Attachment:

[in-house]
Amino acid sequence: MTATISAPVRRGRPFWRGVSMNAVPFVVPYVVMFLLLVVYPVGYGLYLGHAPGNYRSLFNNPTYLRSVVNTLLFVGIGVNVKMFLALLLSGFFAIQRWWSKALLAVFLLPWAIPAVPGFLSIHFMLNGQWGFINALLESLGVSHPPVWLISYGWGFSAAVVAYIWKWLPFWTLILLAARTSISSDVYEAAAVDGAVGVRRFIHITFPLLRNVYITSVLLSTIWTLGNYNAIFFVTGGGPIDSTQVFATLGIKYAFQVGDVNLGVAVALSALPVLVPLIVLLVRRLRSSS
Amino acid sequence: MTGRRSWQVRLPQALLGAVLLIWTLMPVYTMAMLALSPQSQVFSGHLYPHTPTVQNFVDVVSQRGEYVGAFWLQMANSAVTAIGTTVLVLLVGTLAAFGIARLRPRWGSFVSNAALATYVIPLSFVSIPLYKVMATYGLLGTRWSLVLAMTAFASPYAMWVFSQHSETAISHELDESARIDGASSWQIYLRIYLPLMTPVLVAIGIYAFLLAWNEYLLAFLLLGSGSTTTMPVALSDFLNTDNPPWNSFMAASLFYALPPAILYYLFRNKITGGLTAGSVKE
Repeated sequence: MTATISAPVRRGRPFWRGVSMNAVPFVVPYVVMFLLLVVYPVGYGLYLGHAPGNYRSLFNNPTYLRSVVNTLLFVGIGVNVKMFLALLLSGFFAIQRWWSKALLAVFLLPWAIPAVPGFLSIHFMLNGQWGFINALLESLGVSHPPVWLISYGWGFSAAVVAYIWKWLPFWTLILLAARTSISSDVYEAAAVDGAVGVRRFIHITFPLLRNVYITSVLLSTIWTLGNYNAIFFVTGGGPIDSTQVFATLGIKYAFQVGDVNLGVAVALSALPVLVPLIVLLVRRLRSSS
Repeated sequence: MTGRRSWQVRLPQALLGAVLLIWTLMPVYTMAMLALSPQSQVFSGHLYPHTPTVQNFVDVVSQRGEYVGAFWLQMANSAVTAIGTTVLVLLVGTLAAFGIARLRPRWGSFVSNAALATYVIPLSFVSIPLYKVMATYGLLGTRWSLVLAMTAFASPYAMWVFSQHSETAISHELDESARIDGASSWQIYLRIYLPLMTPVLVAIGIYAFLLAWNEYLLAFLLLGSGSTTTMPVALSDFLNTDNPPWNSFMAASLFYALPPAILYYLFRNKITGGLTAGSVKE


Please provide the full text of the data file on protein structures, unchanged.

[in-house]
Amino acid sequence: MTATISAPVRRGRPFWRGVSMNAVPFVVPYVVMFLLLVVYPVGYGLYLGHAPGNYRSLFNNPTYLRSVVNTLLFVGIGVNVKMFLALLLSGFFAIQRWWSKALLAVFLLPWAIPAVPGFLSIHFMLNGQWGFINALLESLGVSHPPVWLISYGWGFSAAVVAYIWKWLPFWTLILLAARTSISSDVYEAAAVDGAVGVRRFIHITFPLLRNVYITSVLLSTIWTLGNYNAIFFVTGGGPIDSTQVFATLGIKYAFQVGDVNLGVAVALSALPVLVPLIVLLVRRLRSSS
Amino acid sequence: MTGRRSWQVRLPQALLGAVLLIWTLMPVYTMAMLALSPQSQVFSGHLYPHTPTVQNFVDVVSQRGEYVGAFWLQMANSAVTAIGTTVLVLLVGTLAAFGIARLRPRWGSFVSNAALATYVIPLSFVSIPLYKVMATYGLLGTRWSLVLAMTAFASPYAMWVFSQHSETAISHELDESARIDGASSWQIYLRIYLPLMTPVLVAIGIYAFLLAWNEYLLAFLLLGSGSTTTMPVALSDFLNTDNPPWNSFMAASLFYALPPAILYYLFRNKITGGLTAGSVKE
Repeated sequence: MTATISAPVRRGRPFWRGVSMNAVPFVVPYVVMFLLLVVYPVGYGLYLGHAPGNYRSLFNNPTYLRSVVNTLLFVGIGVNVKMFLALLLSGFFAIQRWWSKALLAVFLLPWAIPAVPGFLSIHFMLNGQWGFINALLESLGVSHPPVWLISYGWGFSAAVVAYIWKWLPFWTLILLAARTSISSDVYEAAAVDGAVGVRRFIHITFPLLRNVYITSVLLSTIWTLGNYNAIFFVTGGGPIDSTQVFATLGIKYAFQVGDVNLGVAVALSALPVLVPLIVLLVRRLRSSS
Repeated sequence: MTGRRSWQVRLPQALLGAVLLIWTLMPVYTMAMLALSPQSQVFSGHLYPHTPTVQNFVDVVSQRGEYVGAFWLQMANSAVTAIGTTVLVLLVGTLAAFGIARLRPRWGSFVSNAALATYVIPLSFVSIPLYKVMATYGLLGTRWSLVLAMTAFASPYAMWVFSQHSETAISHELDESARIDGASSWQIYLRIYLPLMTPVLVAIGIYAFLLAWNEYLLAFLLLGSGSTTTMPVALSDFLNTDNPPWNSFMAASLFYALPPAILYYLFRNKITGGLTAGSVKE